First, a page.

That the chief concern of the minister’s response is politics, rather than public policy, is made clear from the opening words: “The Progressives Government was elected on a platform of fiscal prudence and has been working assiduously to address the fiscal challenges it inherited …
“It is disappointing to see efforts being expended on rhetorical exercises to sensationalize selective numbers in our national budget for the purpose of casting doubt on the economic recovery and future sustainability of the Cayman Islands and its people.”
In other words: It’s not our fault. We have big plans. Why don’t you love Cayman?
Since the May 2012 election, we have heard overwhelmingly positive things about Mr. Archer’s performance as minister responsible for public finance.
Therefore, it seemed even more disappointing to see Mr. Archer respond to the C4C’s cold, hard facts with explanations and promises as hazy as the airspace above the smoldering landfill.
The C4C points out a 36 percent increase in civil service pension and healthcare costs, from $55 million to $75 million per year.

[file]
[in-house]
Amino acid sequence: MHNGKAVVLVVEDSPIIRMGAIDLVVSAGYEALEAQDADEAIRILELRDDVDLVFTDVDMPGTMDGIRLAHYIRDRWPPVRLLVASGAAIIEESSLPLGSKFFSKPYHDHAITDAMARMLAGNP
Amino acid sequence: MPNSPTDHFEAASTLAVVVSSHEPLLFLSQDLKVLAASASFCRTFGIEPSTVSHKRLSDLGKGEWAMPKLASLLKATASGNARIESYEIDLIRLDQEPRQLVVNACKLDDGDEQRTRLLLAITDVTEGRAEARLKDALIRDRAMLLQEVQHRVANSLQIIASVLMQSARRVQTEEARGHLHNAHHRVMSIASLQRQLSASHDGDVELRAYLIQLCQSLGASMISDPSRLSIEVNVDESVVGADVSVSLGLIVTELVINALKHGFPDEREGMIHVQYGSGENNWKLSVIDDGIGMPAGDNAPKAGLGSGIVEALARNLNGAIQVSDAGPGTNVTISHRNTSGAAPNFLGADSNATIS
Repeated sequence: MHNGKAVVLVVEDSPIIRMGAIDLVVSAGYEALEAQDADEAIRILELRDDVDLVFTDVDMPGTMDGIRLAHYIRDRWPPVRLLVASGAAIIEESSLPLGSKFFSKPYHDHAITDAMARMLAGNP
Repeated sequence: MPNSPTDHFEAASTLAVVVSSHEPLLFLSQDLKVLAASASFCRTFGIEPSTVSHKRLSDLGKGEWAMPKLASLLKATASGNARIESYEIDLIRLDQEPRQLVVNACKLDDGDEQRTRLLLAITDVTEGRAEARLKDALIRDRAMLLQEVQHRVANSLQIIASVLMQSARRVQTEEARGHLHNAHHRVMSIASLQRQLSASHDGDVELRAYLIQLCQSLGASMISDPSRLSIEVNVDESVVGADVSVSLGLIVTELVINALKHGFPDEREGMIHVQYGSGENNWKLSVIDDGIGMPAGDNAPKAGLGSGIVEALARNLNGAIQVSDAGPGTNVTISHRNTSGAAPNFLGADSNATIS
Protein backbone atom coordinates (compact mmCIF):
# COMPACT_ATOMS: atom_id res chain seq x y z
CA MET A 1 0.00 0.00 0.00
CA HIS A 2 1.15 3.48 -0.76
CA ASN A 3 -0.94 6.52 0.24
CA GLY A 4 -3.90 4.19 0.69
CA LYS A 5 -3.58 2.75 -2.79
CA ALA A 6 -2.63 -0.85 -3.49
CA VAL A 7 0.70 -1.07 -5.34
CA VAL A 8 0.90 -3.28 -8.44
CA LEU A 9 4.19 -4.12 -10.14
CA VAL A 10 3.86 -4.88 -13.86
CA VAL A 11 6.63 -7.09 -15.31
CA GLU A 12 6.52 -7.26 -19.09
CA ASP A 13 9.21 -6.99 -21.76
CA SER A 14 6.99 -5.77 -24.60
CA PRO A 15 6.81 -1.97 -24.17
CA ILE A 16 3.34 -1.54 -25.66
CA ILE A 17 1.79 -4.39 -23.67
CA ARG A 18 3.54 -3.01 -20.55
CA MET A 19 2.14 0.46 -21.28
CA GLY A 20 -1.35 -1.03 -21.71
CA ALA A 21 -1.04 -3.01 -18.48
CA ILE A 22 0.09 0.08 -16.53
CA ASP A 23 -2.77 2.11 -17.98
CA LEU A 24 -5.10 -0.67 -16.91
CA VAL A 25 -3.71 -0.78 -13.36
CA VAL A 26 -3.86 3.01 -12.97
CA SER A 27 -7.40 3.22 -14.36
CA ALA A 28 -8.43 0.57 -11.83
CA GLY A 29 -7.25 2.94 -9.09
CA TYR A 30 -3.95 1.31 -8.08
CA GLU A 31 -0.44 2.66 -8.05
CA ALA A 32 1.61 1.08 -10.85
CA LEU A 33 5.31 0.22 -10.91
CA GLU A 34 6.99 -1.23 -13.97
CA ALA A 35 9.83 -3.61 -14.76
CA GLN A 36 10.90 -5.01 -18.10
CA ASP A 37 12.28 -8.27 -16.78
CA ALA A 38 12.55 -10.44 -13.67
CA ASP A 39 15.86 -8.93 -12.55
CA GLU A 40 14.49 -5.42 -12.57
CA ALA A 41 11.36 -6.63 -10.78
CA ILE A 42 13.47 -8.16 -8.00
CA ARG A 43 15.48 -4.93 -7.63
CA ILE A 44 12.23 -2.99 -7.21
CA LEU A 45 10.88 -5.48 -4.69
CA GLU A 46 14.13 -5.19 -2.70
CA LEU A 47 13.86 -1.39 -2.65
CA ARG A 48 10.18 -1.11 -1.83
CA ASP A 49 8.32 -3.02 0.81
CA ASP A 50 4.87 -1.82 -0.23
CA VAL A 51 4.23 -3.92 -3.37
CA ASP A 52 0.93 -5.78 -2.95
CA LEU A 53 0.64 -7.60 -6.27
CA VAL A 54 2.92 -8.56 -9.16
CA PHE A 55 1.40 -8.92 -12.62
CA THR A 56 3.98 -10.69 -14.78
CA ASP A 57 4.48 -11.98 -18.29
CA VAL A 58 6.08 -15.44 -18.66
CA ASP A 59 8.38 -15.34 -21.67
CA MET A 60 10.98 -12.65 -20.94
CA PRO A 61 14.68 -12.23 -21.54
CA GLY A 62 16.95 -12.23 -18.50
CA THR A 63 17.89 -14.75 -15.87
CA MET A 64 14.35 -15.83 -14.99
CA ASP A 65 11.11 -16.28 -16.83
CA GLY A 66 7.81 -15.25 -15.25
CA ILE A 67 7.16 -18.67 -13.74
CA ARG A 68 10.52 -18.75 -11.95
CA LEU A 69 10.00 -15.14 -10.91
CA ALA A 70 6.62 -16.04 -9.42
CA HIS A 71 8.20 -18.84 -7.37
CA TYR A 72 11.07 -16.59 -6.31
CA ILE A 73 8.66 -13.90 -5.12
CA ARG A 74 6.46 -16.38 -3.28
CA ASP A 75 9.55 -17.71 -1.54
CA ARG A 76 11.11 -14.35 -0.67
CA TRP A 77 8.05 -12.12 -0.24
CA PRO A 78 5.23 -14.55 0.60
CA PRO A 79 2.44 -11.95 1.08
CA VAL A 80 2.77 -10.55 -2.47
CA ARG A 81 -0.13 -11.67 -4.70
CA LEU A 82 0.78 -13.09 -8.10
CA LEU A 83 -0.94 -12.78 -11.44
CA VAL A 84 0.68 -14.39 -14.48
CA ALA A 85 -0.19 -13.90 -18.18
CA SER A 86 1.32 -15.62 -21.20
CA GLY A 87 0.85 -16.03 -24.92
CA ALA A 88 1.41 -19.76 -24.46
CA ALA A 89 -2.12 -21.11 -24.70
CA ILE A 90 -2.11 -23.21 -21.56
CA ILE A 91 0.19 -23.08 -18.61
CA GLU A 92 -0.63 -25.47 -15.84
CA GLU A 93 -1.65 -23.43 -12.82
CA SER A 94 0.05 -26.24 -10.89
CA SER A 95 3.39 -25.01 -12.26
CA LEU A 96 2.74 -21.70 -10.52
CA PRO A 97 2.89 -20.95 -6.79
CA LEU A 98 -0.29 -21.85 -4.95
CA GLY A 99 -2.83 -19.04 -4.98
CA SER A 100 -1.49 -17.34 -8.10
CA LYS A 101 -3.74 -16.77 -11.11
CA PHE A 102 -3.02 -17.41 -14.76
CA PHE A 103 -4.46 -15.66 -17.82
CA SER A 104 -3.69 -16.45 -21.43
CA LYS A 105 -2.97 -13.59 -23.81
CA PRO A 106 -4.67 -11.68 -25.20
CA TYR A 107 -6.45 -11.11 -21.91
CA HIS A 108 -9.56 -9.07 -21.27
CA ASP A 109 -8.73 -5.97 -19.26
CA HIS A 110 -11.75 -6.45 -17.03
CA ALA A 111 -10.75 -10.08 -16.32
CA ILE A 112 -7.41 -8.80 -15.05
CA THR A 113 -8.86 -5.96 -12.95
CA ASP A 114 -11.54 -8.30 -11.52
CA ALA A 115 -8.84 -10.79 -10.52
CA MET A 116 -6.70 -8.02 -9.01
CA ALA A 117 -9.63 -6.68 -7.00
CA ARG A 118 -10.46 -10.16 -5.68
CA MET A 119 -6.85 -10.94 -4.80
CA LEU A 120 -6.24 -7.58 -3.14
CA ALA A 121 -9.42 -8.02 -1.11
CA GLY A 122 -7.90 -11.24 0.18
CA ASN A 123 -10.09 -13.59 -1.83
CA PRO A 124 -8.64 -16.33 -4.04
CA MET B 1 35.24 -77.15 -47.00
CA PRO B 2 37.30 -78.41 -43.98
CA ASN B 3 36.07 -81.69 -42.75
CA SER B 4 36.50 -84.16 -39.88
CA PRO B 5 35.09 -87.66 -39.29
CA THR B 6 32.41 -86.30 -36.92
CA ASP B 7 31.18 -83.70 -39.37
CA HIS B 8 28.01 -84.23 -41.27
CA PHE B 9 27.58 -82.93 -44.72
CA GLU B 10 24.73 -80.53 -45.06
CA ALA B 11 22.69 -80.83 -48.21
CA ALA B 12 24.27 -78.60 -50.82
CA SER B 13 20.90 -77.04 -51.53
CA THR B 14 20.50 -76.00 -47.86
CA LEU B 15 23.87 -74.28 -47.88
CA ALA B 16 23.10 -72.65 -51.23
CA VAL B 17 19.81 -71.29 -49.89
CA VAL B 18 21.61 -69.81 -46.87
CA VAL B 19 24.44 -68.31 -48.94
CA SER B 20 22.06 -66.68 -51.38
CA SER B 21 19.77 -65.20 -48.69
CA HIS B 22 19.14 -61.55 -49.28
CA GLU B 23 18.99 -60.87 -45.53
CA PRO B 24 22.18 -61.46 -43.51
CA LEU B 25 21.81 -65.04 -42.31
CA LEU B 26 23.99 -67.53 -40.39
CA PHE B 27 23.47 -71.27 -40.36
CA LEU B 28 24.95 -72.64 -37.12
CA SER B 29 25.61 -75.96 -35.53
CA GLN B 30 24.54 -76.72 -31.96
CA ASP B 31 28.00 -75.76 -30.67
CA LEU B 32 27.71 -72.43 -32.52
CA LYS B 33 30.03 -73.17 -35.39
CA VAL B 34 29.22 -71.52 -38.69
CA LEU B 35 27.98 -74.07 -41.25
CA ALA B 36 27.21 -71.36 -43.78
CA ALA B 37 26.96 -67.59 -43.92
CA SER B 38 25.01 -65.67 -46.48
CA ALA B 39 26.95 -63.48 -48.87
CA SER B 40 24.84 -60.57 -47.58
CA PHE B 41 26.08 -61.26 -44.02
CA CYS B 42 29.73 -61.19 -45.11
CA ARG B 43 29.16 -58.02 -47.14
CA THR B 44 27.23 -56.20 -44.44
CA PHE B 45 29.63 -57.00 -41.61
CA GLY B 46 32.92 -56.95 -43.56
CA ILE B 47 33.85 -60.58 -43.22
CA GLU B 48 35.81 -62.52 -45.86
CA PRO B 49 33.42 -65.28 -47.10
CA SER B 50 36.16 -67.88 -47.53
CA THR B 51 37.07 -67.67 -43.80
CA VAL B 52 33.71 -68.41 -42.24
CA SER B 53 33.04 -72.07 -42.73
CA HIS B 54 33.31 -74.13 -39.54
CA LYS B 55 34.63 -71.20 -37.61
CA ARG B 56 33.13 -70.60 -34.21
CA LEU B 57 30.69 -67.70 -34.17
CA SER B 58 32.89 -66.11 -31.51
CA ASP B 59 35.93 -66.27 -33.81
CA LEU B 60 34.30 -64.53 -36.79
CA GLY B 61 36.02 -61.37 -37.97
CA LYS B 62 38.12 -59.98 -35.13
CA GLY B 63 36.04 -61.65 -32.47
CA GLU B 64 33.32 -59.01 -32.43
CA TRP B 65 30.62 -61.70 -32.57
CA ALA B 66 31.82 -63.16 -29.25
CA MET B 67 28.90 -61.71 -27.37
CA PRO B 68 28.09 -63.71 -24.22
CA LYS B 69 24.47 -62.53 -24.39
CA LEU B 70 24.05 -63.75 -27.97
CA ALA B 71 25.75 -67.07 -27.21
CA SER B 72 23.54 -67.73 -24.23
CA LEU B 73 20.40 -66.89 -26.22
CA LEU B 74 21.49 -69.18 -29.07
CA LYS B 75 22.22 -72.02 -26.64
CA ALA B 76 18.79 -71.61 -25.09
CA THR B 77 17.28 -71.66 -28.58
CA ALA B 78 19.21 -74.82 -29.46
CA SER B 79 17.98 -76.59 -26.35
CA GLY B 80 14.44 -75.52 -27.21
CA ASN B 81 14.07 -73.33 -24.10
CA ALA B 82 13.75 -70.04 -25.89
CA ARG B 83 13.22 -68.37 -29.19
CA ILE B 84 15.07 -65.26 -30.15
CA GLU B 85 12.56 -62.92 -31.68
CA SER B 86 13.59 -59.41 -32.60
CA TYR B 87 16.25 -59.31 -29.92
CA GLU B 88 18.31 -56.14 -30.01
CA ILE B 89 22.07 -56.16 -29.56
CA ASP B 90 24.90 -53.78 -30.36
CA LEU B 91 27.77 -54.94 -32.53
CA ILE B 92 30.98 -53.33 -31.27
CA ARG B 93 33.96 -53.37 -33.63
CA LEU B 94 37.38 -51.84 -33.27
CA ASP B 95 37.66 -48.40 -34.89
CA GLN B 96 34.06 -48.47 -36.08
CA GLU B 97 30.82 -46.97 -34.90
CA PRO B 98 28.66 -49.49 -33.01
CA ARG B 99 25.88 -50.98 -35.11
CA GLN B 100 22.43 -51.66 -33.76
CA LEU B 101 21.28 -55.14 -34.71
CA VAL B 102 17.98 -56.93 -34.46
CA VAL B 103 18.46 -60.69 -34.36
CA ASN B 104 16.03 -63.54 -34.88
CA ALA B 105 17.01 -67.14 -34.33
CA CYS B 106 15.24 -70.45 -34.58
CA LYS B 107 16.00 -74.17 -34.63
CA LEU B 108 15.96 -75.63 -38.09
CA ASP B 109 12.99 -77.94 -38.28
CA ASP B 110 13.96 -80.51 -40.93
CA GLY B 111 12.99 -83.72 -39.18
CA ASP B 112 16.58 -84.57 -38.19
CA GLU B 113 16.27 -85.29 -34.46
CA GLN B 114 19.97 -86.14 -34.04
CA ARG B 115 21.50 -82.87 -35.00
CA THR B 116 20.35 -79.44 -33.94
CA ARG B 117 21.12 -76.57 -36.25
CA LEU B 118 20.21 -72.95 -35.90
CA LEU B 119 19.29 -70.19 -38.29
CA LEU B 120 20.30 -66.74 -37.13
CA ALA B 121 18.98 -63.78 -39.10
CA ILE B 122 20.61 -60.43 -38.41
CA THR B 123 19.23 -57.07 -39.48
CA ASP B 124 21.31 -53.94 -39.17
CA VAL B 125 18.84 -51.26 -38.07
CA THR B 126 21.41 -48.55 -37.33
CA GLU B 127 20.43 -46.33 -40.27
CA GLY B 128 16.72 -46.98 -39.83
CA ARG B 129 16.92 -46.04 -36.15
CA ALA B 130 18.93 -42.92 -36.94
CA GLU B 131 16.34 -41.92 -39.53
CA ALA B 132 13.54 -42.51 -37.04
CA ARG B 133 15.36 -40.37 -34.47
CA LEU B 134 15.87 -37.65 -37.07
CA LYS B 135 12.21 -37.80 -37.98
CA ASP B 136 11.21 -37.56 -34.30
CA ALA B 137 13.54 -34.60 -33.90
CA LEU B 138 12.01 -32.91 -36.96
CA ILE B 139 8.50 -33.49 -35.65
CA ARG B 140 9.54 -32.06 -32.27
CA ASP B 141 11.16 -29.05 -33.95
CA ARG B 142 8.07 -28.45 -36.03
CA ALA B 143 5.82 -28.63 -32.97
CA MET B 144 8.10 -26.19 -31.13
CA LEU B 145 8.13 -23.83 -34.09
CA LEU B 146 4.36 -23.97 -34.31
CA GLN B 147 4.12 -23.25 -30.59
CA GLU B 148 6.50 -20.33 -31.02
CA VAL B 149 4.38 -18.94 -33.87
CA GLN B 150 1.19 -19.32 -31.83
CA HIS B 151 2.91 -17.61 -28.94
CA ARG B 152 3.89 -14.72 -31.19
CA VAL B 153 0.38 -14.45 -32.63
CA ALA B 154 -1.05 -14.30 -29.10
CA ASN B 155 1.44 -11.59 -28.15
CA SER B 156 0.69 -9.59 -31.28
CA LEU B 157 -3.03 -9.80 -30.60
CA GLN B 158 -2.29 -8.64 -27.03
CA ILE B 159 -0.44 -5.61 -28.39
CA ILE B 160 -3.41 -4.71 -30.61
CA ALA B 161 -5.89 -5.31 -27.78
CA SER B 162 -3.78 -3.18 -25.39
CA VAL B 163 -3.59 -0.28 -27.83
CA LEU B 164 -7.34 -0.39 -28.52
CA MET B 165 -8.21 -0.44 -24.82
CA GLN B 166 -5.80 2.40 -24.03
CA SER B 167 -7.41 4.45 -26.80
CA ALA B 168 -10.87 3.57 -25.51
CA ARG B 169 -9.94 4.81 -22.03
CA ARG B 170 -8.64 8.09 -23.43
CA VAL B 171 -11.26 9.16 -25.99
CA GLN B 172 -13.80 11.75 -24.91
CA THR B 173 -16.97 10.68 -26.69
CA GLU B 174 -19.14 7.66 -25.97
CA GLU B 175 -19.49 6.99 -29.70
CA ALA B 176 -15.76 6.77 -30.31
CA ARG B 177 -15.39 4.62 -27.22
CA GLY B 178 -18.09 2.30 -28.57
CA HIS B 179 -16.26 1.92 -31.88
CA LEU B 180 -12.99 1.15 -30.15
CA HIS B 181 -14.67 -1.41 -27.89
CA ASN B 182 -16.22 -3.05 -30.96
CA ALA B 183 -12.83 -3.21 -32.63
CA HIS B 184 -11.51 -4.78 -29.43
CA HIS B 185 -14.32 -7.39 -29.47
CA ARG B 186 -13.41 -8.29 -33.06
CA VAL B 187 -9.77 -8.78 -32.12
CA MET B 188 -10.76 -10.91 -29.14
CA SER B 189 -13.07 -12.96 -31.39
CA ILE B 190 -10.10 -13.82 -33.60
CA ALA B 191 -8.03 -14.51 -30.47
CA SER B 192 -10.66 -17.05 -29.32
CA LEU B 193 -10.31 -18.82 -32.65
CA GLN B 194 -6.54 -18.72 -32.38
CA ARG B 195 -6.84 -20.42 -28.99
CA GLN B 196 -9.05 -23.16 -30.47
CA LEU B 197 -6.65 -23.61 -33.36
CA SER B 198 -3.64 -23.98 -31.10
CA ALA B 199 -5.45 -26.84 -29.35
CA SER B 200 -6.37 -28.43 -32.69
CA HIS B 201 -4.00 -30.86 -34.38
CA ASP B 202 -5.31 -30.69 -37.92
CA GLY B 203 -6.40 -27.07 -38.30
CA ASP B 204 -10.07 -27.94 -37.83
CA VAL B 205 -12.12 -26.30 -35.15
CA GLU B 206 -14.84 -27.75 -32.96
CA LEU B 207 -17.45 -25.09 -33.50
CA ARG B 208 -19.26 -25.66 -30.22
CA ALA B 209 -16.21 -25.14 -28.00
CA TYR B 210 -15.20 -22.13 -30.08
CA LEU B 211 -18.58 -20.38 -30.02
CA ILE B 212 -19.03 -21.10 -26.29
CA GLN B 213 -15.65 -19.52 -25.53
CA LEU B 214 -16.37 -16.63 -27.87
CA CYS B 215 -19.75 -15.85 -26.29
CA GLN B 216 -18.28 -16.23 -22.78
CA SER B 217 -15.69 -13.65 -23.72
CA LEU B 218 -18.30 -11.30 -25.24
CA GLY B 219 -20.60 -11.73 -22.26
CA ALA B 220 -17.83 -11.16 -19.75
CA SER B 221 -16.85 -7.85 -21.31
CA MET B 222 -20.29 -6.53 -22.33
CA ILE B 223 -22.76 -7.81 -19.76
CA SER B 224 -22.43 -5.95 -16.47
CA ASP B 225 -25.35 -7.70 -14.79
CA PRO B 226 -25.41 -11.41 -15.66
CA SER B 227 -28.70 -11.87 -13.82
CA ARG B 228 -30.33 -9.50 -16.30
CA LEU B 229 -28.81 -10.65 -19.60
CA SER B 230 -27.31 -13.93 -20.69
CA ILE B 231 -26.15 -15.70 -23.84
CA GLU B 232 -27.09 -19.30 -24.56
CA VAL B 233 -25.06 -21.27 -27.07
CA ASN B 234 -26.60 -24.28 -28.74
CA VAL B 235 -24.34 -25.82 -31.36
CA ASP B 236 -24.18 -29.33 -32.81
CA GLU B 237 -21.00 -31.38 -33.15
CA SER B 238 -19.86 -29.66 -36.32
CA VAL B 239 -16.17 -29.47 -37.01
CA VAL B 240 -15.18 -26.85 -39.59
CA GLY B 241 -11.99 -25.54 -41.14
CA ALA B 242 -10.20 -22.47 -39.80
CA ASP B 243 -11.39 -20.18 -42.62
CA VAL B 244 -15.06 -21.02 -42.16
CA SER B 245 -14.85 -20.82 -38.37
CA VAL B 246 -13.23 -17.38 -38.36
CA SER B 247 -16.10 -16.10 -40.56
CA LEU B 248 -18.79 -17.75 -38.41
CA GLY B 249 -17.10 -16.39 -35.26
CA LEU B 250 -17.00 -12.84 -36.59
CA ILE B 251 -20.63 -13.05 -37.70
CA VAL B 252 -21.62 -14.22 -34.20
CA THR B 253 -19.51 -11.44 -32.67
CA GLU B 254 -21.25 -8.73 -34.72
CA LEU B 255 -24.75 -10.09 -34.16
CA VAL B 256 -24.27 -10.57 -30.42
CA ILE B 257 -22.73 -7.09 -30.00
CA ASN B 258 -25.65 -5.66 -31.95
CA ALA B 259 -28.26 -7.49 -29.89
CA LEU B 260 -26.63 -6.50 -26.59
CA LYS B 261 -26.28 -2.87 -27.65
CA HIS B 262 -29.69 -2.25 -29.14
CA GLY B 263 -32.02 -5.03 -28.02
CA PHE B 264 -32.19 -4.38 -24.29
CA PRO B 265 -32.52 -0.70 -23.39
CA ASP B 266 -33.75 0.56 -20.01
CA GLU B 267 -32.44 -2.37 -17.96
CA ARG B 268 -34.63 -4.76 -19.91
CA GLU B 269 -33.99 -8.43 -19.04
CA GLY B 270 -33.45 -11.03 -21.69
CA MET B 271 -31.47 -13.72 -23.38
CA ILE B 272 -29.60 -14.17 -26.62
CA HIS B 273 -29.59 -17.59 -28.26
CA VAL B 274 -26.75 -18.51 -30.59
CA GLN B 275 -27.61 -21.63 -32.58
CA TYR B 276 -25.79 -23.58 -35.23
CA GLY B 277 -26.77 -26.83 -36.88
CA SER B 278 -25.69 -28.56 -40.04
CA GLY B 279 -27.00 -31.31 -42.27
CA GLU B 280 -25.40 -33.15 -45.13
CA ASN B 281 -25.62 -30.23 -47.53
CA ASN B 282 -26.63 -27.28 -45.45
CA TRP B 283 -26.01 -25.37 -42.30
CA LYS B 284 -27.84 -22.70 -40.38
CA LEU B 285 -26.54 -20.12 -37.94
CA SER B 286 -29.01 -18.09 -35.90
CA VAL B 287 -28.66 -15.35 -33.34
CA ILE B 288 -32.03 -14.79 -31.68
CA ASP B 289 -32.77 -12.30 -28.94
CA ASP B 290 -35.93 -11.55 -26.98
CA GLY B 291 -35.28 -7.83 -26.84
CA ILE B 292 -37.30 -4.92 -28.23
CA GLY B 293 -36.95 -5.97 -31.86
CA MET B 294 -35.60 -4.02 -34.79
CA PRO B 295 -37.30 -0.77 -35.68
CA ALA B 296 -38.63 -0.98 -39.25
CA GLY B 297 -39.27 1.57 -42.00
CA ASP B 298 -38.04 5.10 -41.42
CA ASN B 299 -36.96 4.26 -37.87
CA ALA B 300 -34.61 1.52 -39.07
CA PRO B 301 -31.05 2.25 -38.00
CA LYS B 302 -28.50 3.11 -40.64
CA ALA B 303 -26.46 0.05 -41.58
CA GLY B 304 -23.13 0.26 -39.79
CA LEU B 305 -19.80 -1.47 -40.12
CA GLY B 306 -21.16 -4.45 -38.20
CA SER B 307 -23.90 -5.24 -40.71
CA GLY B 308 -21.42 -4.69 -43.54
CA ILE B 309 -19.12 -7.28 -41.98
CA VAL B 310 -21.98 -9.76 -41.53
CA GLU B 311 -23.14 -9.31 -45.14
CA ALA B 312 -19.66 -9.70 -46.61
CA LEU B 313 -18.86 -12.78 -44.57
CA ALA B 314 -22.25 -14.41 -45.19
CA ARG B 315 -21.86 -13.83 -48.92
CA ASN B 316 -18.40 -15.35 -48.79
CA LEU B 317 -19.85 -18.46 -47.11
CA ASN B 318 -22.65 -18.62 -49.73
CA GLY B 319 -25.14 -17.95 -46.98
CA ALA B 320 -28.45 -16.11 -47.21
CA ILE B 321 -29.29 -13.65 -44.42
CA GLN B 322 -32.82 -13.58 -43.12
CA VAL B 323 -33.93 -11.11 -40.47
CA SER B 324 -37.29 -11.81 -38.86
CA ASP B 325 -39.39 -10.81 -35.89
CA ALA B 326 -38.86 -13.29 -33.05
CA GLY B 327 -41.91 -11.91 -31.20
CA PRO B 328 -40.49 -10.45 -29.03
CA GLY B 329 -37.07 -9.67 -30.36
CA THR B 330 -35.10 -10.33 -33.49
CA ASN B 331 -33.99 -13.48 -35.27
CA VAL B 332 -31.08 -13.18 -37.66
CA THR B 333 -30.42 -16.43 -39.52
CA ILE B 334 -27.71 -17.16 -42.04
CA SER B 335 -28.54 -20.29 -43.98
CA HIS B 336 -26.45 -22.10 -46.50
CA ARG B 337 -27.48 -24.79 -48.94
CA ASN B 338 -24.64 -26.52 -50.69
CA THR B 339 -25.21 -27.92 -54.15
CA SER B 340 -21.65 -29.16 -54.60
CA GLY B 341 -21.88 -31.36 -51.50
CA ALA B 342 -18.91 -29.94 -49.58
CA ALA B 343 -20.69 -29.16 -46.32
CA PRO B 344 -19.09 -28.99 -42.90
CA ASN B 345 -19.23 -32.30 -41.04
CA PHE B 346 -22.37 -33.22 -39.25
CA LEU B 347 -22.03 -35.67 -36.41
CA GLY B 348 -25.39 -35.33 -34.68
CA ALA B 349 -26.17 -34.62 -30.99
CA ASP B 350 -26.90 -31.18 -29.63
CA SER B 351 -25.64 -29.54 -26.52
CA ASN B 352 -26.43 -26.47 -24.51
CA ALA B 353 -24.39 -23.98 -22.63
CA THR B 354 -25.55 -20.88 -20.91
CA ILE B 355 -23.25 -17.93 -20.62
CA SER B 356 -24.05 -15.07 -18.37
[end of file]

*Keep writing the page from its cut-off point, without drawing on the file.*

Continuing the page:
“Rising healthcare costs is a global phenomenon,” Mr. Archer observes, saying the government is “looking at the benefit plans” and “promoting healthier living.”
Far too vague.
The C4C states that education expenses have gone up, and that tourism funding has gone down.
Mr. Archer says the PPM “is unapologetic about its investment in education.” As for tourism, well, the PPM is “finding smarter ways to promote the Islands.”
Unsustainable debt? The PPM’s dealing with it in a “systematic way.”
Unsustainable expenditure? The government’s operational surplus “belongs to every citizen in this country.” (Not exactly germane, but interesting nonetheless, considering that earlier in his response Mr. Archer scoffed at the C4C for framing the public sector’s total liabilities — $1.7 billion — in terms of how much each individual Caymanian would owe — $53,000.)
Mr. Archer attempts to dismiss C4C’s tables of figures as “miscalculations.” A serious charge indeed, if true; However, C4C’s analysis was professionally done and based on government’s own numbers.
Following the obligatory quote from Mahatma Gandhi (we would have preferred Milton Friedman), the minister wraps up his response by saying the PPM has only been in power for “a mere eight months.”
The minister does finally get to the root of the matter in his final sentence: “Continued prudence is what is required; not magical equations, rhetoric and grandstanding.”
We agree totally. Mr. Archer, we believe, is a competent economist and able Minister of Finance. He should not be writing press releases and making emergency talk show appearances. Frankly, he has more important work to do.